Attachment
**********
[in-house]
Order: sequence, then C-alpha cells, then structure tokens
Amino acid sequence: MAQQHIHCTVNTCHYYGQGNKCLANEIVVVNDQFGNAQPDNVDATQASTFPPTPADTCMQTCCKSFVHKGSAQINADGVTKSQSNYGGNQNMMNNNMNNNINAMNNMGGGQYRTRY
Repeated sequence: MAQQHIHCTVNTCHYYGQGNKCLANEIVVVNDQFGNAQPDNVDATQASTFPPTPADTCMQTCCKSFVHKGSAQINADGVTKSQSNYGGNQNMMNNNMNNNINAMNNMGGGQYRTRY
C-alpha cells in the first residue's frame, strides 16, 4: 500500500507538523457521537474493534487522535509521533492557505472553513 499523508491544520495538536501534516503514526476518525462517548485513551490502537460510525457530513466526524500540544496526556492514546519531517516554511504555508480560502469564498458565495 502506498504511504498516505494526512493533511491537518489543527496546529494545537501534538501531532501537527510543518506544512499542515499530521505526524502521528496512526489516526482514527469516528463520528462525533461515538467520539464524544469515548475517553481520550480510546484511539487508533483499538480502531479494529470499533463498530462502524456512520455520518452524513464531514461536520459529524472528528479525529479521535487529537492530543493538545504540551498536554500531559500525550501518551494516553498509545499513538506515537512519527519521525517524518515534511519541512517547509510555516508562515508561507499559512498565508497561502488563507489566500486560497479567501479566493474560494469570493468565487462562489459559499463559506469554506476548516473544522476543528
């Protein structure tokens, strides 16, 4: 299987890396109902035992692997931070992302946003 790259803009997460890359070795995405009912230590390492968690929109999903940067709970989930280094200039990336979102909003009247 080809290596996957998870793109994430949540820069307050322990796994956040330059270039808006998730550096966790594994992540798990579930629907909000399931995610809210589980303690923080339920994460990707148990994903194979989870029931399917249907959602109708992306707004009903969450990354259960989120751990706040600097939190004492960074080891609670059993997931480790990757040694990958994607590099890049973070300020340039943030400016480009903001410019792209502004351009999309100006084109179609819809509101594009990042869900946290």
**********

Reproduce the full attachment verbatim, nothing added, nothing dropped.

[in-house]
Order: sequence, then C-alpha cells, then structure tokens
Amino acid sequence: MAQQHIHCTVNTCHYYGQGNKCLANEIVVVNDQFGNAQPDNVDATQASTFPPTPADTCMQTCCKSFVHKGSAQINADGVTKSQSNYGGNQNMMNNNMNNNINAMNNMGGGQYRTRY
Repeated sequence: MAQQHIHCTVNTCHYYGQGNKCLANEIVVVNDQFGNAQPDNVDATQASTFPPTPADTCMQTCCKSFVHKGSAQINADGVTKSQSNYGGNQNMMNNNMNNNINAMNNMGGGQYRTRY
C-alpha cells in the first residue's frame, strides 16, 4: 500500500507538523457521537474493534487522535509521533492557505472553513 499523508491544520495538536501534516503514526476518525462517548485513551490502537460510525457530513466526524500540544496526556492514546519531517516554511504555508480560502469564498458565495 502506498504511504498516505494526512493533511491537518489543527496546529494545537501534538501531532501537527510543518506544512499542515499530521505526524502521528496512526489516526482514527469516528463520528462525533461515538467520539464524544469515548475517553481520550480510546484511539487508533483499538480502531479494529470499533463498530462502524456512520455520518452524513464531514461536520459529524472528528479525529479521535487529537492530543493538545504540551498536554500531559500525550501518551494516553498509545499513538506515537512519527519521525517524518515534511519541512517547509510555516508562515508561507499559512498565508497561502488563507489566500486560497479567501479566493474560494469570493468565487462562489459559499463559506469554506476548516473544522476543528
């Protein structure tokens, strides 16, 4: 299987890396109902035992692997931070992302946003 790259803009997460890359070795995405009912230590390492968690929109999903940067709970989930280094200039990336979102909003009247 080809290596996957998870793109994430949540820069307050322990796994956040330059270039808006998730550096966790594994992540798990579930629907909000399931995610809210589980303690923080339920994460990707148990994903194979989870029931399917249907959602109708992306707004009903969450990354259960989120751990706040600097939190004492960074080891609670059993997931480790990757040694990958994607590099890049973070300020340039943030400016480009903001410019792209502004351009999309100006084109179609819809509101594009990042869900946290």